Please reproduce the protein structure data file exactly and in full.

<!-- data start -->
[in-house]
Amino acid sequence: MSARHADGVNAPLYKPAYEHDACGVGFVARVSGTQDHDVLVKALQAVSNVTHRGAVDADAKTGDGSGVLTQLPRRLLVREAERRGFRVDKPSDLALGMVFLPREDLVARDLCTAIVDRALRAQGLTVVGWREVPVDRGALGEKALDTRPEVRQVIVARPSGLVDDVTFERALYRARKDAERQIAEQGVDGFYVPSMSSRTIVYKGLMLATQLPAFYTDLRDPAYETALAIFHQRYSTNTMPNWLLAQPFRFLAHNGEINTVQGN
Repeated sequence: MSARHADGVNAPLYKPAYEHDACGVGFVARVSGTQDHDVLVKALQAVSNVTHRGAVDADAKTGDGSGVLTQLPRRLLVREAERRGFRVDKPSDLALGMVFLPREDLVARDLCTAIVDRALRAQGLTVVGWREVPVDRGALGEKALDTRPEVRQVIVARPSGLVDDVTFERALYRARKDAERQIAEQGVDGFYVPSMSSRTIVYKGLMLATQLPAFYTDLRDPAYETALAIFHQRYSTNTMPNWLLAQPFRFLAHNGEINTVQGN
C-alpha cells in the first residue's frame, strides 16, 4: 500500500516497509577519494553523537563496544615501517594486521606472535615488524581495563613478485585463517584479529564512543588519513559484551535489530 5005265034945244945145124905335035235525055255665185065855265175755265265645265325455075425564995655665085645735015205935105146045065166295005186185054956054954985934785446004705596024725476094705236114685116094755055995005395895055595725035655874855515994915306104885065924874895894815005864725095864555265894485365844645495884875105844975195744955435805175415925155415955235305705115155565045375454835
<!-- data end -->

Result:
[in-house]
Amino acid sequence: MSARHADGVNAPLYKPAYEHDACGVGFVARVSGTQDHDVLVKALQAVSNVTHRGAVDADAKTGDGSGVLTQLPRRLLVREAERRGFRVDKPSDLALGMVFLPREDLVARDLCTAIVDRALRAQGLTVVGWREVPVDRGALGEKALDTRPEVRQVIVARPSGLVDDVTFERALYRARKDAERQIAEQGVDGFYVPSMSSRTIVYKGLMLATQLPAFYTDLRDPAYETALAIFHQRYSTNTMPNWLLAQPFRFLAHNGEINTVQGN
Repeated sequence: MSARHADGVNAPLYKPAYEHDACGVGFVARVSGTQDHDVLVKALQAVSNVTHRGAVDADAKTGDGSGVLTQLPRRLLVREAERRGFRVDKPSDLALGMVFLPREDLVARDLCTAIVDRALRAQGLTVVGWREVPVDRGALGEKALDTRPEVRQVIVARPSGLVDDVTFERALYRARKDAERQIAEQGVDGFYVPSMSSRTIVYKGLMLATQLPAFYTDLRDPAYETALAIFHQRYSTNTMPNWLLAQPFRFLAHNGEINTVQGN
C-alpha cells in the first residue's frame, strides 16, 4: 500500500516497509577519494553523537563496544615501517594486521606472535615488524581495563613478485585463517584479529564512543588519513559484551535489530 5005265034945244945145124905335035235525055255665185065855265175755265265645265325455075425564995655665085645735015205935105146045065166295005186185054956054954985934785446004705596024725476094705236114685116094755055995005395895055595725035655874855515994915306104885065924874895894815005864725095864555265894485365844645495884875105844975195744955435805175415925155415955235305705115155565045375454835